Indeed is here to help all job seekers, no matter their background or experience, and we’re here to help the people who hire. By welcoming all job seekers, we hope to help you find the talent you need, no matter the role.

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By the numbers:

Significant stats from Indeed to help you understand what employees like yours might be feeling.

We surveyed 804 employees from a variety of sectors and job levels around the U.S. in November 2020 to get a read on how job seekers are feeling during the pandemic. Here’s what they told us:

Want to know more? Read the full report: Annual Confidence Index: The Impact of COVID-19 on Worker Confidence

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Looking for new talent

Every entrepreneur knows it takes courage to build an authentic business and stay true to your core values. You need a hiring partner that can support you because each person matters tremendously. Here are some tips for hiring in the here and now. 

3 Ways to Reinvent Your Hiring Strategy to Support Work’s New Realities:

Finding candidates with the right skills to push your business forward every day

1. Consider the possibilities 

  • Above we talked about the future of the workplace; this is also something to consider when it comes to attracting talent. Depending on where you’re located, your offer might be more attractive if you're willing to let someone work remotely. Adjusting to a fully or partially remote workplace has opened the door for a new way of working. Some occupations lend themselves to being fully remote, allowing you to recruit from a much broader pool of candidates. While salaries might vary based on employee location — or become uniform across all places — it’s easy to see how in some circumstances remote work could be in your favor.

2. Use virtual hiring to your benefit

  • Video calls are becoming more common when hiring. Unlike the average meeting, screening candidates and conducting interviews is a unique experience. Indeed provides a solution that can support candidate management and allow you to easily connect and take notes in one place. The goal is to simplify the process of scheduling, connecting and providing you with templated questions that make interviewing easier.  Learn more about our virtual hiring solution..

3. Open up your talent pool 

  • Is your company launching new projects? Are you shifting to serve demand?  Are you known for your culture of inclusivity? Candidates who are looking for forward-thinking companies may be intrigued by your entrepreneurial spirit or their opportunity to help shape the company culture. Be sure to highlight the traits that make your company unique. At a time when a number of companies are in maintenance mode or have paused hiring, workers entering the market or passively looking might be more open to hearing from those who can enable them to make a move.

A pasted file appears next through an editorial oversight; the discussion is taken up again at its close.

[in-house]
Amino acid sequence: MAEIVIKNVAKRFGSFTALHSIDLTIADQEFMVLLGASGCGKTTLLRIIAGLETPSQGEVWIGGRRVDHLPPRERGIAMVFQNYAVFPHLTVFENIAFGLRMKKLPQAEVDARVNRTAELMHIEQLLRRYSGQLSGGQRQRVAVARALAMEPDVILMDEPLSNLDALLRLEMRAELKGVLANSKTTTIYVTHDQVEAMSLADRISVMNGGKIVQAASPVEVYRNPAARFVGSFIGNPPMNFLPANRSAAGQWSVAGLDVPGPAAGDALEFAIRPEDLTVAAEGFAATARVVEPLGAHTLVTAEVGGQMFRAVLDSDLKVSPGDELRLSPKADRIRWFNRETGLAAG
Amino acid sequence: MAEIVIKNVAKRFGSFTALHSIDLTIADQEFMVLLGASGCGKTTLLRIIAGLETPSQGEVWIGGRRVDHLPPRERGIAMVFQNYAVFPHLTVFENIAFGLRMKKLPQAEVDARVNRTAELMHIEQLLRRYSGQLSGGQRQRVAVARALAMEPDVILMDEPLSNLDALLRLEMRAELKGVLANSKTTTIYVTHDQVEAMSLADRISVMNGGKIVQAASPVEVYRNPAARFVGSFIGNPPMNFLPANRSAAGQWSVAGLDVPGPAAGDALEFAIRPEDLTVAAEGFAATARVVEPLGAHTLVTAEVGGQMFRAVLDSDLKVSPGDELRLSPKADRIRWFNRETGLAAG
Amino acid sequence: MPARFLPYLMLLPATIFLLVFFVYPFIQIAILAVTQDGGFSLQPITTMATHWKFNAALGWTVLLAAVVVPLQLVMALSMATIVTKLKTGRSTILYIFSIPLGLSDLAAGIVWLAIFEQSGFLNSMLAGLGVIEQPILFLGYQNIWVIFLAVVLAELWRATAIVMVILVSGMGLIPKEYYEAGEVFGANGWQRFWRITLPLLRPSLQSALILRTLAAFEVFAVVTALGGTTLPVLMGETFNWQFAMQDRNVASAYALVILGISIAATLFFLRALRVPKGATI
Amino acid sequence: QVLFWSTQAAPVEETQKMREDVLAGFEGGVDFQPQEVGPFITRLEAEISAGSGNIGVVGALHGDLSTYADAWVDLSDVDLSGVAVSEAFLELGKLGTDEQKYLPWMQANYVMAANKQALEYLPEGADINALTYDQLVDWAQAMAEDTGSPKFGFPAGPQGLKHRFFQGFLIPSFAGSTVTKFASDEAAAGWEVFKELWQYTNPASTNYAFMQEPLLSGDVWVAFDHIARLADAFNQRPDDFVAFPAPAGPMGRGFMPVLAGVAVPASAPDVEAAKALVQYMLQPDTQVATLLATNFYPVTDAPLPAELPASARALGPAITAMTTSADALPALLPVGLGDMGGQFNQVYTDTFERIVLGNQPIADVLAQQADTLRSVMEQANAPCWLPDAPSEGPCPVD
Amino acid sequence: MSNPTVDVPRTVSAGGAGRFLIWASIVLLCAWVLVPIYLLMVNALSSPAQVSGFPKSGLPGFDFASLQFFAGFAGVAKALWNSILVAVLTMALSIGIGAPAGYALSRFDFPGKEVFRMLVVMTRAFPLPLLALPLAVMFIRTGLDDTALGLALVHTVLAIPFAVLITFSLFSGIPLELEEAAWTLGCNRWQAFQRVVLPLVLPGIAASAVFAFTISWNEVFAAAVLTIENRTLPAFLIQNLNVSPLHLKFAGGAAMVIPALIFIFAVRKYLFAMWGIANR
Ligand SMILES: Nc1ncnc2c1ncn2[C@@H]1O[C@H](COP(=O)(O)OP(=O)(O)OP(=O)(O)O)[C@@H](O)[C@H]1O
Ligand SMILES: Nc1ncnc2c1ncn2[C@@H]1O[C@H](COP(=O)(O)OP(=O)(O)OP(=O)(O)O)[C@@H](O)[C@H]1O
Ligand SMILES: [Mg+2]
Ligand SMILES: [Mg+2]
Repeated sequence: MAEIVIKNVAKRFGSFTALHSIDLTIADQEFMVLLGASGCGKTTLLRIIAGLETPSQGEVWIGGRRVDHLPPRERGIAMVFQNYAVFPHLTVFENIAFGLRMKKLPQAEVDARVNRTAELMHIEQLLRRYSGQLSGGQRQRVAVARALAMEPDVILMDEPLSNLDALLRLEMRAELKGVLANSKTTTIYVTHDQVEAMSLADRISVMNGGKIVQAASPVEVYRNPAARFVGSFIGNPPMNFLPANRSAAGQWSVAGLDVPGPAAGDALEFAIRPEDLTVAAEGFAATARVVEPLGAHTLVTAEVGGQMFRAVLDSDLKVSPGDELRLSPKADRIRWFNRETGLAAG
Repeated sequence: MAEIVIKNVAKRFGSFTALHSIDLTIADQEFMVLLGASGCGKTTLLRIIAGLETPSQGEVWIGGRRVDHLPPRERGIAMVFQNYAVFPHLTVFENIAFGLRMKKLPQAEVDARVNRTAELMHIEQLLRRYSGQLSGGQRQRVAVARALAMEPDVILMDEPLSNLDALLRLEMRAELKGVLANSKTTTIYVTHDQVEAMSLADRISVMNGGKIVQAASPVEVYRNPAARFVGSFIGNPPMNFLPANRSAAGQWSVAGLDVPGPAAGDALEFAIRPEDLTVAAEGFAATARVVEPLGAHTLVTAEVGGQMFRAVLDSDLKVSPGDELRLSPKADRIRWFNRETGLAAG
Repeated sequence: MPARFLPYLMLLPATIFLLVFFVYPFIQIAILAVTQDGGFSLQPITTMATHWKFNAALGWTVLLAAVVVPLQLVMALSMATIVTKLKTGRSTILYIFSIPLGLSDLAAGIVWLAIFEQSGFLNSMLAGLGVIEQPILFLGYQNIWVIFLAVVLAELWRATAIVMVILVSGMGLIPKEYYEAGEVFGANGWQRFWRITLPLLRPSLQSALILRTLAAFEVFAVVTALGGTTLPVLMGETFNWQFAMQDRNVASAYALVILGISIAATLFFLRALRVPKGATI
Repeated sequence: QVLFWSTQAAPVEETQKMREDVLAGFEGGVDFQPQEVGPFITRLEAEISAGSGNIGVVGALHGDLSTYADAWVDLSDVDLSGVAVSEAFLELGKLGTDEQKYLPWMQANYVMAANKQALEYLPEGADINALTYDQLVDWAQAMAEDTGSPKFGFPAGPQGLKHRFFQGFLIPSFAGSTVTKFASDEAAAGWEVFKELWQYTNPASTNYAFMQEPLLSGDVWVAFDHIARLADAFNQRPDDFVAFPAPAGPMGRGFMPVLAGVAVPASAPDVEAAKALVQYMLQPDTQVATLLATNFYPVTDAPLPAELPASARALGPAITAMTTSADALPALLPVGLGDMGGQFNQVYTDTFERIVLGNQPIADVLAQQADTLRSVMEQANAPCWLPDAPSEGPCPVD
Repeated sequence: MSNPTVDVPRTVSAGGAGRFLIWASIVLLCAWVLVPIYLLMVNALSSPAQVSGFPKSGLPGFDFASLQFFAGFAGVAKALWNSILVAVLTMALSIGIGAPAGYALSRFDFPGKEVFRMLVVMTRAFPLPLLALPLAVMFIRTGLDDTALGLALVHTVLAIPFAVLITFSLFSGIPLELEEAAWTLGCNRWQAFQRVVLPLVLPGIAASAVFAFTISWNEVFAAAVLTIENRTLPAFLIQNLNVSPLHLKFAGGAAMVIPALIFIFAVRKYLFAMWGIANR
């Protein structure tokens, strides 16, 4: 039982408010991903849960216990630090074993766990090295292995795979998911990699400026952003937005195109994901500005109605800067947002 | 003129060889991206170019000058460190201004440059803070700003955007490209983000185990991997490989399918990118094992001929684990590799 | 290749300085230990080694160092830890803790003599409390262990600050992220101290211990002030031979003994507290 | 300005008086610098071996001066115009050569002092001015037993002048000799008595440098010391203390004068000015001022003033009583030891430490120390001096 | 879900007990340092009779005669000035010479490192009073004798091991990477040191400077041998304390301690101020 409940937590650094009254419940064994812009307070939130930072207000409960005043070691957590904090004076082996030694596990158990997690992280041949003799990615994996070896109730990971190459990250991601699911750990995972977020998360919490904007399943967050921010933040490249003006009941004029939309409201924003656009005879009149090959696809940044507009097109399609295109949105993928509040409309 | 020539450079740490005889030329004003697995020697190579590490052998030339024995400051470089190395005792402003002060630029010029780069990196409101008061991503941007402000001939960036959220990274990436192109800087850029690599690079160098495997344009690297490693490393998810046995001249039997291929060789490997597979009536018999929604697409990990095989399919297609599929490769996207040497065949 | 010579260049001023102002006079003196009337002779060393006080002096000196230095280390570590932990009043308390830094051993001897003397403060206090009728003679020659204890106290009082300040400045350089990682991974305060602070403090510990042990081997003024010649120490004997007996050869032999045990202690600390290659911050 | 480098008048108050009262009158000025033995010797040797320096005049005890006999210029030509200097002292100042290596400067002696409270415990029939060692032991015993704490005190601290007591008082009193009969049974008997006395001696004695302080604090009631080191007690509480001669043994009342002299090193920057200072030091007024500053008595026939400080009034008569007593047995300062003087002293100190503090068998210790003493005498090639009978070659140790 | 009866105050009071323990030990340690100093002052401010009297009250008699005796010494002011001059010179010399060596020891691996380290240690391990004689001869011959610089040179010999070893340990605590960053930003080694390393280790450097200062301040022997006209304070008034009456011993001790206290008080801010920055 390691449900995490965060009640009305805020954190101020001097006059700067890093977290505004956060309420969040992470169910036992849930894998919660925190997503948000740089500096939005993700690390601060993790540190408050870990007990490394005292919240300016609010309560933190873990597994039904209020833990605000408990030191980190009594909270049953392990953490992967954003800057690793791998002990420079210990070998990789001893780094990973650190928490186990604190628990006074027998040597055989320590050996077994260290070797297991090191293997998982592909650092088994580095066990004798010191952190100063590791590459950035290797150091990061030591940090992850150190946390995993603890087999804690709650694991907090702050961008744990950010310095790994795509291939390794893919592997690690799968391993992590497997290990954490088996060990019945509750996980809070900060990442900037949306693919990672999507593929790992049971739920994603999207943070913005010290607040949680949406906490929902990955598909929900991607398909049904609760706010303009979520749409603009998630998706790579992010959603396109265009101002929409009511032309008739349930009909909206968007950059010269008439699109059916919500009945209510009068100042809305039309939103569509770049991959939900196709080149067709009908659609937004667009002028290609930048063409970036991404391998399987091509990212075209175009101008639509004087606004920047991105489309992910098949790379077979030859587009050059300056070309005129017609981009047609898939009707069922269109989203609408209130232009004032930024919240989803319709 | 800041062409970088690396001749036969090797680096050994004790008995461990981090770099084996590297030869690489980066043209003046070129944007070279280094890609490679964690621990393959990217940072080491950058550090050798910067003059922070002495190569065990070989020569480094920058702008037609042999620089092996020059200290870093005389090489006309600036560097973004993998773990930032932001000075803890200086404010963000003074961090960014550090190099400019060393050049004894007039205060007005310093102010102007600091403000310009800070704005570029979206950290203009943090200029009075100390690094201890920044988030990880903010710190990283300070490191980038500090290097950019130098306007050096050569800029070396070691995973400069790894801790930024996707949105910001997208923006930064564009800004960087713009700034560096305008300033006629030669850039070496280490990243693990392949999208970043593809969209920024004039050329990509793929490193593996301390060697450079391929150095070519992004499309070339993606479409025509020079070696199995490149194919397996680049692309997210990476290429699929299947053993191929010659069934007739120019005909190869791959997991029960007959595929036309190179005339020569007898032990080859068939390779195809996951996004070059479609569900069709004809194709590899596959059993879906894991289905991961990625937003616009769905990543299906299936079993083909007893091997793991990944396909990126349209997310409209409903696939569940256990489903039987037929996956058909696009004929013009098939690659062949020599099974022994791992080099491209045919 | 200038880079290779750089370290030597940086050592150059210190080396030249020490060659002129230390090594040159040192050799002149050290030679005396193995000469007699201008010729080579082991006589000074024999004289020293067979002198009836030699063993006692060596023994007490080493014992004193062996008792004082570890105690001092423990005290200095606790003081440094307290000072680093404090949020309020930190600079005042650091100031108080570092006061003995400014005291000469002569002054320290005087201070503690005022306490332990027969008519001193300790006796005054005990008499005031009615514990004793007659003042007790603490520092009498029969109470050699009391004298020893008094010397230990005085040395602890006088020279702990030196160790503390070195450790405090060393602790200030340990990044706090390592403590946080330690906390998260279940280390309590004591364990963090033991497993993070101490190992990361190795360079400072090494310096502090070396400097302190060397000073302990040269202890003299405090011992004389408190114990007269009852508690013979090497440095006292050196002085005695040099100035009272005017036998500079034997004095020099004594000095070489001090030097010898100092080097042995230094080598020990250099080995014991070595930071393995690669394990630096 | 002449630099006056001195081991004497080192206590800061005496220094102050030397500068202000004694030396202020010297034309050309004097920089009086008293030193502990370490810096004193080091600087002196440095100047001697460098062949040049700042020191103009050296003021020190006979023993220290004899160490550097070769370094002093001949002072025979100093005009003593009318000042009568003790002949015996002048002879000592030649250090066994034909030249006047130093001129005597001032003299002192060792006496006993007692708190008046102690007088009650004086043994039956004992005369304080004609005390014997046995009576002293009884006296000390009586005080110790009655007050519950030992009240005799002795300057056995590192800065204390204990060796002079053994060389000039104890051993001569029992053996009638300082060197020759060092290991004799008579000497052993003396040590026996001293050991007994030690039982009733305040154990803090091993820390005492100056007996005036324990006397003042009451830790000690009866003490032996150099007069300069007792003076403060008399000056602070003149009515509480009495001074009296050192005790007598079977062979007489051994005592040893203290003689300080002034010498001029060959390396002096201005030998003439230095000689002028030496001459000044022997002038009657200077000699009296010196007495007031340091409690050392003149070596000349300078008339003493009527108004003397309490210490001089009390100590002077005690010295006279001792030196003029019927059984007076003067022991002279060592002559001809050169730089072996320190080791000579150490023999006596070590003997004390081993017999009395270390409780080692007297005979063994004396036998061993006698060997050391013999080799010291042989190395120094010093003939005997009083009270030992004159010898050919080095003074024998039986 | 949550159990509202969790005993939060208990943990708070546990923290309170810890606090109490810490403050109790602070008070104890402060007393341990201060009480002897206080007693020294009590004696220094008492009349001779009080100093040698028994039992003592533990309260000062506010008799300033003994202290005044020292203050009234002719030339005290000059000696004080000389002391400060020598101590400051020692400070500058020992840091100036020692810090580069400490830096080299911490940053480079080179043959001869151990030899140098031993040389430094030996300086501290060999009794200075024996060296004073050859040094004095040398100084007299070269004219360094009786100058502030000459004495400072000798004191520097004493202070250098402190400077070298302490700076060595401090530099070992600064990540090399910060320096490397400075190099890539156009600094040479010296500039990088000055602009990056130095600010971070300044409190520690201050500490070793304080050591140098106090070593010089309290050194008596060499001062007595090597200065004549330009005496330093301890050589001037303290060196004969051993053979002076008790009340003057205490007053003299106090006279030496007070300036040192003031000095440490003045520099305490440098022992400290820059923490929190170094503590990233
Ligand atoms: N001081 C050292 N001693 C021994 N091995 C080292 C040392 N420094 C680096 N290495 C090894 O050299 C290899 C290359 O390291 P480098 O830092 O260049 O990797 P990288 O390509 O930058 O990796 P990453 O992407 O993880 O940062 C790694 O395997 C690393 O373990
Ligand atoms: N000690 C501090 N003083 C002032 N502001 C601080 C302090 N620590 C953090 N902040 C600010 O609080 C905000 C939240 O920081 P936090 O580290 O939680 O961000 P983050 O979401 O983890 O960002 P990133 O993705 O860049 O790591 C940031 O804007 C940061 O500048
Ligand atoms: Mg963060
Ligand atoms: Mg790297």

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“People Geek” Nicole Davidson on hiring rocket scientists (and more)

Workplace culture is changing. Job seekers are looking for mission-driven companies and diverse perspectives. Learn the inside secrets behind finding, hiring and retaining the best talent out there from Nicole Davidson, Recruiter and Retention Specialist on our “Behind the Talent” podcast.

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They can’t all be good days, and the last year had a lot of not-so-great ones. Everyone needs a boost every once in a while, so we’re sharing some of the recent moments that made us hopeful for the future and inspired us to dig deep.

An optimistic future:

If there’s one takeaway from 2020, it’s that we become stronger and more resilient when we work together. Empathy and acceptance are increasingly important pillars of workplace culture. We’ve taken a look at some of the changes that occurred this past year and outlined the more optimistic outcomes and best practices moving forward. 

Learn more about how business owners, managers and employees are moving forward together in our 2021 Forecast: A Look at Employer Optimism 

Getting creative:

We often talk about creativity as if it’s an innate quality: You have it, or you don’t. We think that creative innovations, whether technological, artistic or scientific, only come to the chosen people in moments of inspiration, and the rest of us are out of luck. But is this true? 

Entrepreneur and author Allen Gannett says otherwise. In his “The Creative Curve: How to Come Up with the Right Idea at the Right Time,” Gannett argues that, given the right tools and knowledge, we can all learn creativity — as well as when the time is right to share our ideas with the world. Check out our interview with Gannett to learn how creativity can be fostered individually and at work to inspire innovation. 

Powerful TED talk:

How do you effect change? Luvvie Ajayi Jones is the queen of speaking up and encouraging people to do better. Her inspiring journey to “being the domino” has motivated us to follow suit and make change happen. Learn more about facing fear and actively pursuing what fulfills you by watching her TED talk.

Get comfortable with being uncomfortable with Luvvie Ajayi Jones

Photo: Luvvie Ajayi